The emptiness you find through looking within and around form is your awareness and connecting with this allows you to become Present. By form, I am referring to bodily sensations, things coming in through the senses, feelings and thoughts. You move away from being associated with thoughts and become the awareness or emptiness that holds and observes them. Awareness and emptiness are one and the same. When connected with emptiness, you are aware of your own awareness. When you are aware of your own awareness, you are connected with emptiness. This awareness or emptiness does not belong to you as everybody and everything shares it. Everybody and everything in the world of form need the emptiness to exist. The emptiness, which is universal and infinite, is the creator, container and connector for all form objects at every level. Physical objects, thoughts, feelings and bodily sensations all coexist within it.
Using the method described above is helpful for those who are at the early stages in their practice as it is methodological. Another method is to bring awareness to your own awareness, if this is accessible to you. This option provides more direct access to those who are more experienced in becoming Present. Both methods lead you to the same place.
The third stage cannot be accessed through force and manifests naturally through surrendering fully to the present moment. Inviting yourself to become exclusively Present may also take you there. What you connect with in the third stage cannot be described using language. It can only be known. Words that I find helpful to point towards it are Presence, stillness, spaciousness, peace, awareness, love, the unconditioned, formlessness and emptiness. You may choose to use different words.
I find this third stage of meditation a beautiful and pleasurable experience. When you have become exclusively Present, you are aware of the fact that you are connected with something far more expansive than your limited ego-based self. Actually, the real truth is that you are not connected to it, because you are it. You cannot be connected to something that you already are. You cannot be connected to your awareness when you are your awareness. It may feel as though you are connected to something new when in fact it has been there all along but was covered up with a vale of thought. The essence of you does not fit into the usual categories that are included in mindfulness practice, such as bodily sensations, form entering through the senses, feelings or thoughts. This is what you experience, but it is not you. What you connect with in the third stage, is a very different realm to your usual form-based existence as it is formless.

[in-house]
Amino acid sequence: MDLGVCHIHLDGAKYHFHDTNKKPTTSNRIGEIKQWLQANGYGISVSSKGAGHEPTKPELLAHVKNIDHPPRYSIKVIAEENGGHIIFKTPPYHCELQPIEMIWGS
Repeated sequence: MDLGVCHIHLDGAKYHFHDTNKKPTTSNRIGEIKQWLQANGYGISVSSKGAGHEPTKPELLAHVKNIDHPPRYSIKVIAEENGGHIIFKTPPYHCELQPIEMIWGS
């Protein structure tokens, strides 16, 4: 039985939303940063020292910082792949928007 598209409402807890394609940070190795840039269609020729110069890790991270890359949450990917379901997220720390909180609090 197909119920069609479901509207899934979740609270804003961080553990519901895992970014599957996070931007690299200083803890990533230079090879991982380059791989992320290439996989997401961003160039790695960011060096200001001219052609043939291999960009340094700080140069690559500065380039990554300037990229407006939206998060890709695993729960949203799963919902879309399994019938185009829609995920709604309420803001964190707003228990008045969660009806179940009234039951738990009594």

I cannot offer a guaranteed technique that you can use to enter the third stage in the same way that I cannot explain how to become Present outside of planned meditation. I have offered some suggestions and in the end it is something you must know for yourself. Different people use different methods at different times to become exclusively Present. Paradoxically, the method that we use to become Present is manifested through Presence. Therefore, presence is enabling a connection with itself.
You can dwell in the third stage of Presence Meditation for any length of time from one second to several minutes. Once you are in the third stage, if you remain there and surrender to it, you can deepen your experience infinitely. At first, despite its pureness and beauty, it can be difficult to remain in the third stage. The ego has no place in the third stage and will do its best to pull you back into thoughts and stories that reinforce your false sense of self. In fact, the ego is so afraid and threatened of you being Present and radiating your true essence that it will generate feelings of fear to pull you back into thought. This explains why some people feel they are afraid of the third stage and exit meditation feeling very sensitive. It is not the people who are afraid, but their egos. There is also no concept of time in the third stage. Being exclusively Present is out of time and provides freedom from time.
During meditation, you may traverse all three stages in both directions as shown in the illustration below. You may mentally label the stage you are in for stages one and two. Stage three cannot be mentally labelled, as there will be no conscious thought. At any given time, you will either be lost in thought (which we can label Stage 0), Stage One (observing thought), Stage Two (anchored to an object such as the breath) or Stage Three (exclusively Present).